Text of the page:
Well the short answer is maybe. But the long answer is maybe not, and here is why. Everyone, everywhere that has anything to do with Sugar is negative, bearish and pessimistic. Therefore, everything I have listed above is already known and most likely discounted to a degree in the price as of now. This is what a bear market does and the way it operates. 

      The price has lost almost half of its value, the downtrend has lasted for almost 2 years and there isn't any optimism on the price going forward. Major players such as world institutions like International Sugar Organisation or US Department of Agriculture, to various investment bank analysts or Sugar merchants like Czarnikow are all now negative.
      Source: Elliot Wave / TradeFutures.com / Short Side Of Long

      Therefore, one should not be surprised that market participants are quite bearish. According to tradefutures.com, the Daily Sentiment Index on Sugar sits at 14% bulls. Furthermore, apart from a short term spike in June and July of this year, sentiment has been constantly depressed for a prolonged period of time. This is what sentiment during a bear market looks like, but the longer the negative sentiment persists the stronger the up-and-coming cyclical bull market will be if and when we finally do bottom.

      Furthermore, the current report from the CFTC Commitment of Traders report showed that hedge funds reduced their net long bullish bets towards 71,500 contracts as of last Friday, from 160,000 or so during the February 2011 peak at 36 cents. What is even more important is the fact that, small speculators also known as Dumb Money, are now net short Sugar futures for only the seventh time in the last decade. These guys usually have an awful track record when it comes to timing, so as they engage into shorting activity in coming weeks, it might be prudent to do the opposite.

      So when one reads that there is a glut in the Sugar market, one can understand why the price has declined by 45% over 20 months already and therefore one can also make a connection between the low levels of optimism and short positions by Dumb Money. Therefore, what is happening right now is not as important as the question of what will happen in the future?

      Well, while none of us can predict the future, traditionally agriculture works in a very basic cycle. On the upside, higher prices create more optimism and engage more farmers into high production rates as their profits will rise. Eventually higher production overwhelms demand and prices decline. The longer the prices rise for, the more enticed the producers become to increase supply levels. The cycle works in the opposite manner too, where prolonged lower prices decrease profits and force farmers to cut production. Eventually demand overwhelms supplies and prices rise.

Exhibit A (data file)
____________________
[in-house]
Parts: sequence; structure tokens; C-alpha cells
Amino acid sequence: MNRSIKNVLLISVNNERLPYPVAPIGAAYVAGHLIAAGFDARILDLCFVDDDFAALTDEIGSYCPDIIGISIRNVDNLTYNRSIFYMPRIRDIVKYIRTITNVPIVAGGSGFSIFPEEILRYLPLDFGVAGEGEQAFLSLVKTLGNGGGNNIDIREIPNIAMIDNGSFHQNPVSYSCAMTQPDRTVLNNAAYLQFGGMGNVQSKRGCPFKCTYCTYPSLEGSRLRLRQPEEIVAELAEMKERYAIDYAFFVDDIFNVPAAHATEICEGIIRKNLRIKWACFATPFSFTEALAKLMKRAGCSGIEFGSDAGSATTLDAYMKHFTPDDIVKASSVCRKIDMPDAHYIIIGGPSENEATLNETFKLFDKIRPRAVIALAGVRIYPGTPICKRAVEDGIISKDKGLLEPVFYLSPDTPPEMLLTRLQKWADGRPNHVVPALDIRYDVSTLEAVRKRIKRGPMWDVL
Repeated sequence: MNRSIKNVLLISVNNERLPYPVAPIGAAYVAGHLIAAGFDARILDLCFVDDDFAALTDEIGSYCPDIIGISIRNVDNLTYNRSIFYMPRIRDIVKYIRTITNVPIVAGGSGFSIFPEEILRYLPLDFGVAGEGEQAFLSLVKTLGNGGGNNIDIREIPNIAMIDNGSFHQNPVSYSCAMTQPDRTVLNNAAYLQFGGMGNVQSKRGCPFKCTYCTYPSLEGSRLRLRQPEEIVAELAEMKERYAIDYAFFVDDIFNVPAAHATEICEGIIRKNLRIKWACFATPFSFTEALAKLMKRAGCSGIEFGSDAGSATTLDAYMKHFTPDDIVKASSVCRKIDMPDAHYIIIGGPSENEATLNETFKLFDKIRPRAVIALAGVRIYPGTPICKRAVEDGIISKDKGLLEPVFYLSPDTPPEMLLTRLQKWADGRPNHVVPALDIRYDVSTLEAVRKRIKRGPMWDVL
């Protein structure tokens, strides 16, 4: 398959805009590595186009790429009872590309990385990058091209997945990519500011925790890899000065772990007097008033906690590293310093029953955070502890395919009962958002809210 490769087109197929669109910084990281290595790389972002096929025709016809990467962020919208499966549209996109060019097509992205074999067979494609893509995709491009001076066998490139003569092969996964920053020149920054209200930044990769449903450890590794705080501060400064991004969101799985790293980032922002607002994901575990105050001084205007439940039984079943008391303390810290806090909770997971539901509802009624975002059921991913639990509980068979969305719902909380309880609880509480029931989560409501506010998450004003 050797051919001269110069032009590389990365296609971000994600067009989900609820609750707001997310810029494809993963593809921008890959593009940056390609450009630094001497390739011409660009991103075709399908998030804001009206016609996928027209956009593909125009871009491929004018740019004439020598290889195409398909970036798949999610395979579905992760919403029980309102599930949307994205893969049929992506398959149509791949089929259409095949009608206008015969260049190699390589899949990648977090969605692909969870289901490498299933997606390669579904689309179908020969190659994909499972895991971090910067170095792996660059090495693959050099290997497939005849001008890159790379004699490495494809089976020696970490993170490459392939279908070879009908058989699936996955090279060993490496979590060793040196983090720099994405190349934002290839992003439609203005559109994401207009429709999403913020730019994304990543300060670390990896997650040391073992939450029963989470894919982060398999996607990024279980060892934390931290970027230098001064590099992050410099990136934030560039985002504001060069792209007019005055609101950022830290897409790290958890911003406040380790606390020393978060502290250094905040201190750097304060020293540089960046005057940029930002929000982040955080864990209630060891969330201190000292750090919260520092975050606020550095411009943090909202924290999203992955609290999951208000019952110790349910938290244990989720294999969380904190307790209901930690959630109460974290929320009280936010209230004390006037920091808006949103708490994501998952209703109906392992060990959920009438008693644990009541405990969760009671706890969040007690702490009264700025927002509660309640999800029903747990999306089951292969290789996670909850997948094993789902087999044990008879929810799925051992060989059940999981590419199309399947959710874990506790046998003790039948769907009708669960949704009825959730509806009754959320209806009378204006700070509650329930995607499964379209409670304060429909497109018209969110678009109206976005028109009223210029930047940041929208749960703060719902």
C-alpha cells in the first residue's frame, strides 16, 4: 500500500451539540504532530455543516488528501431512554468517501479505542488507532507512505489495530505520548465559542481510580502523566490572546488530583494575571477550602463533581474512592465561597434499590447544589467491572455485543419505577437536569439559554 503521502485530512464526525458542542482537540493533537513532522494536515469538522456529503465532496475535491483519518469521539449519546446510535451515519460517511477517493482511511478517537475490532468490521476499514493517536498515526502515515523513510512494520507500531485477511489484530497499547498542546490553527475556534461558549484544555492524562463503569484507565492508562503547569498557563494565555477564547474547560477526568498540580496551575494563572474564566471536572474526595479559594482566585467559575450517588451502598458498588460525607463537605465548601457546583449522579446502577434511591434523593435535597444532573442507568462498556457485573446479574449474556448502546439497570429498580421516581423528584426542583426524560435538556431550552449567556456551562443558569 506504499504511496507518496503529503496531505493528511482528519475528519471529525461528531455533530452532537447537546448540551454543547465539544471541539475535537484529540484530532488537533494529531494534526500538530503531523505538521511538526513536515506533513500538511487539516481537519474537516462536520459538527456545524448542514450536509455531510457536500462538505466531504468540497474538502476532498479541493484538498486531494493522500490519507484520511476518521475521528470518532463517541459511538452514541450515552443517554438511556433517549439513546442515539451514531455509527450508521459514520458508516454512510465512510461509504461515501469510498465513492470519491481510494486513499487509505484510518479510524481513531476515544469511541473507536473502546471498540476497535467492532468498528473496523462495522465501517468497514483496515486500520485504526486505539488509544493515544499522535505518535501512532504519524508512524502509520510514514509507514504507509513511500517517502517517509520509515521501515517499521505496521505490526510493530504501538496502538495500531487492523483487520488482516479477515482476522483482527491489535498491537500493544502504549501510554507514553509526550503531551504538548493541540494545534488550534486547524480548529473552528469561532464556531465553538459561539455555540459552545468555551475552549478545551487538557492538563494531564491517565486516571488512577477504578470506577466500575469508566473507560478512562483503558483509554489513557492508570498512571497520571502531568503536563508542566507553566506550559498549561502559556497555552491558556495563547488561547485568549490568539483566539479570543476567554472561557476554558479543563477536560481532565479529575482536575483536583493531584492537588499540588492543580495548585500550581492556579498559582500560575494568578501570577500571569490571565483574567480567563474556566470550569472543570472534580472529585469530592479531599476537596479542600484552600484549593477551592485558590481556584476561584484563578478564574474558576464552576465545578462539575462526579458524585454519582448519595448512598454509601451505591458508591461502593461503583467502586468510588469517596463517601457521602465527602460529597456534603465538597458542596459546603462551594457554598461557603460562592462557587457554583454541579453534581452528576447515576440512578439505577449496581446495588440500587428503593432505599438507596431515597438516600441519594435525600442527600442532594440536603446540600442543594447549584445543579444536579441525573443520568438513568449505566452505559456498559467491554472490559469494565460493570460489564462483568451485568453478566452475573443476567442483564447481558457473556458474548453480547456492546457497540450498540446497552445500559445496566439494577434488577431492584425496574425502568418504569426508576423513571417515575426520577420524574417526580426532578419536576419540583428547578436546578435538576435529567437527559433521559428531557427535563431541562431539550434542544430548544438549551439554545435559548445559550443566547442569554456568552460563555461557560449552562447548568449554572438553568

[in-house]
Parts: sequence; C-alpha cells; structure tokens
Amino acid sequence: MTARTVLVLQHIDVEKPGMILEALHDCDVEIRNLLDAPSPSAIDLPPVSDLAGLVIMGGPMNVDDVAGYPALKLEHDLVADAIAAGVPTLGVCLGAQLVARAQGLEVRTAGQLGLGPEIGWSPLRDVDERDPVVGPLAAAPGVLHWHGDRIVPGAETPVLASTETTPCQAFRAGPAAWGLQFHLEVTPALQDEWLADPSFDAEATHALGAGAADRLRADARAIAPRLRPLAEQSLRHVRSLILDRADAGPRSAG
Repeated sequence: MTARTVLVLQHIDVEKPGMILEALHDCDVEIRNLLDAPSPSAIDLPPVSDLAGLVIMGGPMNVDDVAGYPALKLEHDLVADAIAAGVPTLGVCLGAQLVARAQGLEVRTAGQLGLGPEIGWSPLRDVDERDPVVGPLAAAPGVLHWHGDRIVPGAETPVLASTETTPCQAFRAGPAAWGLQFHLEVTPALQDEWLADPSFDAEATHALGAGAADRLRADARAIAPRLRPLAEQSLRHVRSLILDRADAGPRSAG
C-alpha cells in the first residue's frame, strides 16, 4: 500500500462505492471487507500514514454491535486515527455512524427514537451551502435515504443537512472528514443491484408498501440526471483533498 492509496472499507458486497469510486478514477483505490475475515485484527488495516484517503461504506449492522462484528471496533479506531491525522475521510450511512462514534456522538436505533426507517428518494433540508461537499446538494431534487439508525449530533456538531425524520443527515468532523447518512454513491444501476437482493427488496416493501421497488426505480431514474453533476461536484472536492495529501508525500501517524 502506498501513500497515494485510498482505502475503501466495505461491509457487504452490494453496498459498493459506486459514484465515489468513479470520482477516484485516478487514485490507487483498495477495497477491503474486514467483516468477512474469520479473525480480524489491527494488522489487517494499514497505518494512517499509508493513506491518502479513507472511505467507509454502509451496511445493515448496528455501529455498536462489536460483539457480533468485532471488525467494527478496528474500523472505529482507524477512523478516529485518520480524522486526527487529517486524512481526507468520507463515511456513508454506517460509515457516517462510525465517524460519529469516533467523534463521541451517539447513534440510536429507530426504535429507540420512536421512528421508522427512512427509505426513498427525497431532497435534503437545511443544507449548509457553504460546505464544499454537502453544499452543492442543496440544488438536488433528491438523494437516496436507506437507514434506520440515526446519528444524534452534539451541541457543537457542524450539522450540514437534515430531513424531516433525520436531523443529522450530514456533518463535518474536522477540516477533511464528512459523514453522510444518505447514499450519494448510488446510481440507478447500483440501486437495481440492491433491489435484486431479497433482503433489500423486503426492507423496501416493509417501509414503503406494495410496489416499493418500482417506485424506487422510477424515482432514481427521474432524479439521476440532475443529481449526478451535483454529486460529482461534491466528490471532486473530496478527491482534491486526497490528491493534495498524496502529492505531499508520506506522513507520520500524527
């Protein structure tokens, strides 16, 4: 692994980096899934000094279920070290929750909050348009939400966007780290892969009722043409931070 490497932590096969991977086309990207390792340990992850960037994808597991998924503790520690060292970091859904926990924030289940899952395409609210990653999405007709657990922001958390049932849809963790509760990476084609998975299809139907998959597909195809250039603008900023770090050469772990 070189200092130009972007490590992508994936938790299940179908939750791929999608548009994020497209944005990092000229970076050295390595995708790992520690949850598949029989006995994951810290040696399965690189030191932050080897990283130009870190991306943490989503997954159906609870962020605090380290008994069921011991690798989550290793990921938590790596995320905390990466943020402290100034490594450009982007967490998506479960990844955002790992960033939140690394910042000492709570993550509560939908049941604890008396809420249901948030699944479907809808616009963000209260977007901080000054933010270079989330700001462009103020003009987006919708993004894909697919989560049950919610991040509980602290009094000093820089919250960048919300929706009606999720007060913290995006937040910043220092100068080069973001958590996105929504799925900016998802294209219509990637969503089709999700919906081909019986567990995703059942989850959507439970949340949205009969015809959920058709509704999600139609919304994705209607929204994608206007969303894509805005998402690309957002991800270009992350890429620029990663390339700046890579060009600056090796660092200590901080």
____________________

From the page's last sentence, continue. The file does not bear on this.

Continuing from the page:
Source: Short Side Of Long

      Source: Short Side Of Long

      Furthermore, from the long term technical perspective,above one can see two favourite charts of mine right now. I have been studying these for awhile, as I expect the Sugar trend to soon reverse into a bull market and the poor performance to turn around. I believe the price has almost completely discounted the majority of supply issues. Why do I say that? Well basically, the media has bombarded the Sugar market with continuous bad news and yet the price refuses to break below the psychological level of 20 cents. Maybe it still might do so, but as I always say it was Marc Faber who first taught me that when the price of an asset fails to make a new low on unfavourable news, it could be starting to price in more favourable conditions. The inverse is true for an asset that fails to make a new high, under very favourable conditions.

      While the Sugar bear market might not be over yet, we are definitely coming closer to the end of it. On a historical performance basis, Sugar offers amazing value. Consider that at today's price, Sugar is 45% below its February 2011 bull market highs, more than 55% below its November 1980 high and finally more than 65% below its November 1974 all time peak.

      On inflation adjusted basis, Sugar is even cheaper.  The last two price peaks during the last great commodity secular bull market were 57 and 43 cents in November 74 and November 80 respectivly. If we adjust those peaks via BLS CPI inflation rate (and we all know those inflation figures are understated and bogus quite honestly) we get a price between $1.10 towards $2.40. Using Shadowstats CPI data, the price becomes insanely expensive. Now consider that Sugar today trades at only 19 to 20 cents. What more can I say?

      Trading Diary (Last update 25th of October 12)
      • Long Positioning: Long focus is towards the secular commodity bull market, with positions in Precious Metals (weighted heavily towards Silver) and Agriculture. A small individual position in Sugar was recently added. Underlying position as well as call options are held on Japanese Yen (long dated OTM).
      • Short Positioning: Short focus is towards the secular equity bear market, with positions in Dow Transports, Technology, Discretionary, Industrials and Junk Bonds. Put options are held on Apple, Amazon and recently Salesforce (long dated OTM). Put options are held on Pound and Loonie (long dated OTM). 
      • Watch-list: A major short in due time will be US Treasury long bonds, as they are extremely overbought and in the midst of a huge bubble. While Grains have exploded, Softs present amazing value for investors. Japanese equities are down about 80% from their all time high over two decades ago and offer great value.
      What I Am Watching